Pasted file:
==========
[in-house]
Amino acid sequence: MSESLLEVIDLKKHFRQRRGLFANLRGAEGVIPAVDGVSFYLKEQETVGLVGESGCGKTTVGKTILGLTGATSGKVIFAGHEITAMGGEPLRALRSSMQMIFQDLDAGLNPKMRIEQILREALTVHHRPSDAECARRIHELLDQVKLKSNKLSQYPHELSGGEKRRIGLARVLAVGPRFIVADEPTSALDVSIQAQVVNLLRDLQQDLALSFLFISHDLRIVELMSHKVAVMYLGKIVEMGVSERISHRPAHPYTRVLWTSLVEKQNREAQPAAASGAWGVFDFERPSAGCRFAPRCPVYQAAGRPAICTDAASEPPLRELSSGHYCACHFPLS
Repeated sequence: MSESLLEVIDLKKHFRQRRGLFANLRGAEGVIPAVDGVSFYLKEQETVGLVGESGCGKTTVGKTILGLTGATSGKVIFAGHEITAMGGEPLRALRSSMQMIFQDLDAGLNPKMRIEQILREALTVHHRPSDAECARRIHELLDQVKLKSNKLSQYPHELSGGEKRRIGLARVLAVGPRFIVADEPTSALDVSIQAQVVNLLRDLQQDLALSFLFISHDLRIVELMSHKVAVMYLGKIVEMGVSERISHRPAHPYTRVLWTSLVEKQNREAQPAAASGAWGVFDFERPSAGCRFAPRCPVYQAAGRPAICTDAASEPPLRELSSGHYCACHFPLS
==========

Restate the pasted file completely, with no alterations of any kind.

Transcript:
[in-house]
Amino acid sequence: MSESLLEVIDLKKHFRQRRGLFANLRGAEGVIPAVDGVSFYLKEQETVGLVGESGCGKTTVGKTILGLTGATSGKVIFAGHEITAMGGEPLRALRSSMQMIFQDLDAGLNPKMRIEQILREALTVHHRPSDAECARRIHELLDQVKLKSNKLSQYPHELSGGEKRRIGLARVLAVGPRFIVADEPTSALDVSIQAQVVNLLRDLQQDLALSFLFISHDLRIVELMSHKVAVMYLGKIVEMGVSERISHRPAHPYTRVLWTSLVEKQNREAQPAAASGAWGVFDFERPSAGCRFAPRCPVYQAAGRPAICTDAASEPPLRELSSGHYCACHFPLS
Repeated sequence: MSESLLEVIDLKKHFRQRRGLFANLRGAEGVIPAVDGVSFYLKEQETVGLVGESGCGKTTVGKTILGLTGATSGKVIFAGHEITAMGGEPLRALRSSMQMIFQDLDAGLNPKMRIEQILREALTVHHRPSDAECARRIHELLDQVKLKSNKLSQYPHELSGGEKRRIGLARVLAVGPRFIVADEPTSALDVSIQAQVVNLLRDLQQDLALSFLFISHDLRIVELMSHKVAVMYLGKIVEMGVSERISHRPAHPYTRVLWTSLVEKQNREAQPAAASGAWGVFDFERPSAGCRFAPRCPVYQAAGRPAICTDAASEPPLRELSSGHYCACHFPLS